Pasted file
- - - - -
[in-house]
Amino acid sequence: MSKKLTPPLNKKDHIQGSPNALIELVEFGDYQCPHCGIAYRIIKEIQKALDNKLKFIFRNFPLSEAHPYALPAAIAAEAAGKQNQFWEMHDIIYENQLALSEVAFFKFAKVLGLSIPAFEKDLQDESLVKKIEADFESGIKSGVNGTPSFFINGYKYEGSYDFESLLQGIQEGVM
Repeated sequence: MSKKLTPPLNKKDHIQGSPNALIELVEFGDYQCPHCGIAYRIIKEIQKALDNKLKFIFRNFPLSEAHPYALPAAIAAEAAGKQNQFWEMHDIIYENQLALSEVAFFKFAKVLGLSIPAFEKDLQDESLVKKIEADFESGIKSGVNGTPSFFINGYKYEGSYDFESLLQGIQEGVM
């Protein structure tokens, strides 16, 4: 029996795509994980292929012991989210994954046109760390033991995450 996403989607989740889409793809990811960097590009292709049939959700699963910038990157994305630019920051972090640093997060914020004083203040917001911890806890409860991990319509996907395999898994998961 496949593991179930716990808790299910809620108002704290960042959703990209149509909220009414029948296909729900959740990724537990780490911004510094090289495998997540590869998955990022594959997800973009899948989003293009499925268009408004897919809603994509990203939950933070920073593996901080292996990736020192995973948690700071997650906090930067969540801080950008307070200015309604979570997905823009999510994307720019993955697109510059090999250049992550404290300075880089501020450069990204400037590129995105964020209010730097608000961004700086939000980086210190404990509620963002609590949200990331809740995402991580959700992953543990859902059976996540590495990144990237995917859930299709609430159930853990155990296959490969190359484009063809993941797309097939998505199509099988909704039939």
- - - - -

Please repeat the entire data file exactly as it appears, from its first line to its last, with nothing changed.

[in-house]
Amino acid sequence: MSKKLTPPLNKKDHIQGSPNALIELVEFGDYQCPHCGIAYRIIKEIQKALDNKLKFIFRNFPLSEAHPYALPAAIAAEAAGKQNQFWEMHDIIYENQLALSEVAFFKFAKVLGLSIPAFEKDLQDESLVKKIEADFESGIKSGVNGTPSFFINGYKYEGSYDFESLLQGIQEGVM
Repeated sequence: MSKKLTPPLNKKDHIQGSPNALIELVEFGDYQCPHCGIAYRIIKEIQKALDNKLKFIFRNFPLSEAHPYALPAAIAAEAAGKQNQFWEMHDIIYENQLALSEVAFFKFAKVLGLSIPAFEKDLQDESLVKKIEADFESGIKSGVNGTPSFFINGYKYEGSYDFESLLQGIQEGVM
């Protein structure tokens, strides 16, 4: 029996795509994980292929012991989210994954046109760390033991995450 996403989607989740889409793809990811960097590009292709049939959700699963910038990157994305630019920051972090640093997060914020004083203040917001911890806890409860991990319509996907395999898994998961 496949593991179930716990808790299910809620108002704290960042959703990209149509909220009414029948296909729900959740990724537990780490911004510094090289495998997540590869998955990022594959997800973009899948989003293009499925268009408004897919809603994509990203939950933070920073593996901080292996990736020192995973948690700071997650906090930067969540801080950008307070200015309604979570997905823009999510994307720019993955697109510059090999250049992550404290300075880089501020450069990204400037590129995105964020209010730097608000961004700086939000980086210190404990509620963002609590949200990331809740995402991580959700992953543990859902059976996540590495990144990237995917859930299709609430159930853990155990296959490969190359484009063809993941797309097939998505199509099988909704039939």